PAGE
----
[Thanks to Dr John McMullen of Wrigleys Solicitors LLP for preparing this case summary]
Did an indemnity in a compromise agreement oblige an employer to pay a former employee's legal expenses associated with a criminal investigation into action alleged to have been taken by him when he was an employee?
No, says the QBD in Coulson v Newsgroup Newspapers.
Mr Andy Coulson was employed as Editor of the News of the World between 2003 and 2007. His termination agreement provided for re-imbursement of legal expenses "which arise from his having to defend, or appear in, any administrative, regulatory, judicial or quasi-judicial proceedings as a result of his having been Editor of the News of the World".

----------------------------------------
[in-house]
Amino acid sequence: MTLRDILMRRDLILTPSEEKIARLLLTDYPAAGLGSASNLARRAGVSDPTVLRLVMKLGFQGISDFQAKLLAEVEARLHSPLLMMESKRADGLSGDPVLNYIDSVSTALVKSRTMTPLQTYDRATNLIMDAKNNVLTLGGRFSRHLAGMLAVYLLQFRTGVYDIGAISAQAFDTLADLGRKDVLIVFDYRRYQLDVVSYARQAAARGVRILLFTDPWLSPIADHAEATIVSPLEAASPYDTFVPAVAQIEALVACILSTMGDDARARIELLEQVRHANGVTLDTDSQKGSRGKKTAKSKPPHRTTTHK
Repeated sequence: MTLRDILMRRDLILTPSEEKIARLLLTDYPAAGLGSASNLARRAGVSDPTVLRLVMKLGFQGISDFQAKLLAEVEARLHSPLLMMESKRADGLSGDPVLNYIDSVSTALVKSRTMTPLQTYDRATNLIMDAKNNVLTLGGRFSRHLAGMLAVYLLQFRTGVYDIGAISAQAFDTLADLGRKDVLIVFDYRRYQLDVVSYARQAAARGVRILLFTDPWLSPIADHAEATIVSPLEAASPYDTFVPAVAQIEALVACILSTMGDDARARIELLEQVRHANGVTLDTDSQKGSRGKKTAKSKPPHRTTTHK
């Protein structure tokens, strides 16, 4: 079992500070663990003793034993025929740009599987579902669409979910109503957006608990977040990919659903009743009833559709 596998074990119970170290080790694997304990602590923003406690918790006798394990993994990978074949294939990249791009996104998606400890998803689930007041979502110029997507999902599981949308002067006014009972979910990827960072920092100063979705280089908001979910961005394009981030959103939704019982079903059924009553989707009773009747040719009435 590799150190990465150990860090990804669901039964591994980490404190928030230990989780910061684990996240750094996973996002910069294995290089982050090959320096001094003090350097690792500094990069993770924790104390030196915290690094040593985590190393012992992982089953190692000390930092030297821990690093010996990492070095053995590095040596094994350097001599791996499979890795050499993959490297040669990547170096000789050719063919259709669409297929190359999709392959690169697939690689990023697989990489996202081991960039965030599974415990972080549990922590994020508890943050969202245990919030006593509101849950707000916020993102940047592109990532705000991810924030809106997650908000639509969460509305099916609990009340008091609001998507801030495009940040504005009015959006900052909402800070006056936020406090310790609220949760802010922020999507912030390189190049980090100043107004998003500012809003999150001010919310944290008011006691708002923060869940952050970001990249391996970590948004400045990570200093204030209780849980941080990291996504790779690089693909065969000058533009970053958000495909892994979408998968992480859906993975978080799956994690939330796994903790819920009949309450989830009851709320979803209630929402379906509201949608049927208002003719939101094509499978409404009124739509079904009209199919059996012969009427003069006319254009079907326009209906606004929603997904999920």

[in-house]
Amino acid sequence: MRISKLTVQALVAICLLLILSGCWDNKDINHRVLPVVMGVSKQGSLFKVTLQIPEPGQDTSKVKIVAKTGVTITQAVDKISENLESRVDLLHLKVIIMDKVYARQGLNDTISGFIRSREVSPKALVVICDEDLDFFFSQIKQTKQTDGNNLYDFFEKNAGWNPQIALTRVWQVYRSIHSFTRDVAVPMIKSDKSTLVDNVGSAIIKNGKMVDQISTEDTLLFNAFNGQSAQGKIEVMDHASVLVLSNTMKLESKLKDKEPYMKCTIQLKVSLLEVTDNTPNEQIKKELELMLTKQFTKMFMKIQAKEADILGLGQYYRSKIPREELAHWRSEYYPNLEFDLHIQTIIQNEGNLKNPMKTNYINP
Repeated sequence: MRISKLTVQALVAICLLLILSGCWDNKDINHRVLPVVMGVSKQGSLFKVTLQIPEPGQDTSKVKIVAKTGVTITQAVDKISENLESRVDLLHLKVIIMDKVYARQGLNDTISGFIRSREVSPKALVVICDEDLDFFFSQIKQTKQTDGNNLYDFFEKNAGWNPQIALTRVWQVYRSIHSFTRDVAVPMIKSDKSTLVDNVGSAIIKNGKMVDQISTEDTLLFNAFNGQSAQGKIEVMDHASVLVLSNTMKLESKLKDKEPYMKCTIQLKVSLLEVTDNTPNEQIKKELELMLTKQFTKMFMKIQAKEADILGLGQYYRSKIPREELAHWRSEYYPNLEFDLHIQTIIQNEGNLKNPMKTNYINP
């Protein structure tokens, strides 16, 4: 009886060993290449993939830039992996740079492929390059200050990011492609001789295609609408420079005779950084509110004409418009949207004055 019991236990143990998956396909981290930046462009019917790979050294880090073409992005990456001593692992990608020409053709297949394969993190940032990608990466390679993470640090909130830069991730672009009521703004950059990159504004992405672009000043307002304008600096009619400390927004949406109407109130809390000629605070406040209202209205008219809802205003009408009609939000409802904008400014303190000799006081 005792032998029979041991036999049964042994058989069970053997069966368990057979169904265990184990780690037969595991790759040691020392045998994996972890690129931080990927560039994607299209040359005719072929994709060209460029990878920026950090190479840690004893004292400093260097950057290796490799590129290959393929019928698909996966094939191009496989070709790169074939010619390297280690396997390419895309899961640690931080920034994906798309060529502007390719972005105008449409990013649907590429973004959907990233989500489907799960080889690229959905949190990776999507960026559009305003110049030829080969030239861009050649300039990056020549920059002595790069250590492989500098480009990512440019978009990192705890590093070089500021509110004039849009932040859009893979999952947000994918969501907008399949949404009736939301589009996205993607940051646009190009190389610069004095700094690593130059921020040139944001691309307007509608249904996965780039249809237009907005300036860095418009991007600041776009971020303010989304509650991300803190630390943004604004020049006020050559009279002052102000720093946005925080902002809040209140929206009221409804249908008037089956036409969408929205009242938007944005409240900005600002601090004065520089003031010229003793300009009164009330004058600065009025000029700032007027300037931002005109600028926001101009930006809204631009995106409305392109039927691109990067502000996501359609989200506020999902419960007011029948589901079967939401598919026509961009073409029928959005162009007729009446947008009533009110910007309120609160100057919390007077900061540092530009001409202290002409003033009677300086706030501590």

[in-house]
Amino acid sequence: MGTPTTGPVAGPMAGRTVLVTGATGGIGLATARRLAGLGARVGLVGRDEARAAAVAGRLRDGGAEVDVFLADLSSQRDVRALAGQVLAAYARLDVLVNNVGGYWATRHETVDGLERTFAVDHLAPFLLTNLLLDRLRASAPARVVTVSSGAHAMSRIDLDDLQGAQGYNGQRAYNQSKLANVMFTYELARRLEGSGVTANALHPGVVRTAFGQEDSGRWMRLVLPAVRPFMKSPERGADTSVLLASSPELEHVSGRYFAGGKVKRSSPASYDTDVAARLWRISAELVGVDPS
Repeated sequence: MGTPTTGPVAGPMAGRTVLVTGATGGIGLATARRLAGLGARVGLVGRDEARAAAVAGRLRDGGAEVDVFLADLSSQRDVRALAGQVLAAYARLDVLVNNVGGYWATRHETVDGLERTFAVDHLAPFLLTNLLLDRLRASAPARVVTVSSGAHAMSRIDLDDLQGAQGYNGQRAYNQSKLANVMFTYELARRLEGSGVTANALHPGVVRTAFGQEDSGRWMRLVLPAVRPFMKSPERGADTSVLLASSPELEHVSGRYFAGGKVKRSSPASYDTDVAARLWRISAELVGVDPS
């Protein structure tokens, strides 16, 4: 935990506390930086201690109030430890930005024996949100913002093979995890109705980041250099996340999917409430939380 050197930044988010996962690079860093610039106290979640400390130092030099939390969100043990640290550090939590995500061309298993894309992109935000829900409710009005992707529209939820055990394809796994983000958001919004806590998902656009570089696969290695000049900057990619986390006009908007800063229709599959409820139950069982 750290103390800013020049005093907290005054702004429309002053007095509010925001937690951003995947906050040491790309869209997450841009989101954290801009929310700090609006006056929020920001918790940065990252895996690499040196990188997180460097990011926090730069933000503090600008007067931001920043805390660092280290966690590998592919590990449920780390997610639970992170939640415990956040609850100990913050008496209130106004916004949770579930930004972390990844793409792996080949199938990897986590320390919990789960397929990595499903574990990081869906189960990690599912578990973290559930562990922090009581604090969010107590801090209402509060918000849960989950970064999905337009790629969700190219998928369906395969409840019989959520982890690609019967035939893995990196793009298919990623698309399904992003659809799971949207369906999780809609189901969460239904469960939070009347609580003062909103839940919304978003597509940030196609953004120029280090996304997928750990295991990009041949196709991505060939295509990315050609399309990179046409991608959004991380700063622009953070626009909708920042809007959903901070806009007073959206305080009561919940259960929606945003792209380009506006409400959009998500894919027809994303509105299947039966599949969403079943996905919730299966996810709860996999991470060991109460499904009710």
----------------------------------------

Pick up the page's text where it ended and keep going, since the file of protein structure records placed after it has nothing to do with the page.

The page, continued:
Coulson was arrested and interviewed by the Metropolitan Police in conection with allegations of intercepting communications and making unlawful payments to police officers. He denied the allegations, was bailed, but not charged.
He claimed payment of his professional costs under the agreement. This was refused. Coulson brought proceedings for a declaration as to the effect of the agreement under part 8 of the CPR.
It was held that although the indemnity was wide ranging, seeking to protect Coulson from legal professional expenses from arising from the "ordinary occupational hazards" of being an Editor, it did not cover criminal allegations made against Coulson personally.
If that were wrong, said the trial judge (Supperstone J), the indemnity was not in any event engaged as, following the wording of the agreement, no "proceedings" had been commenced.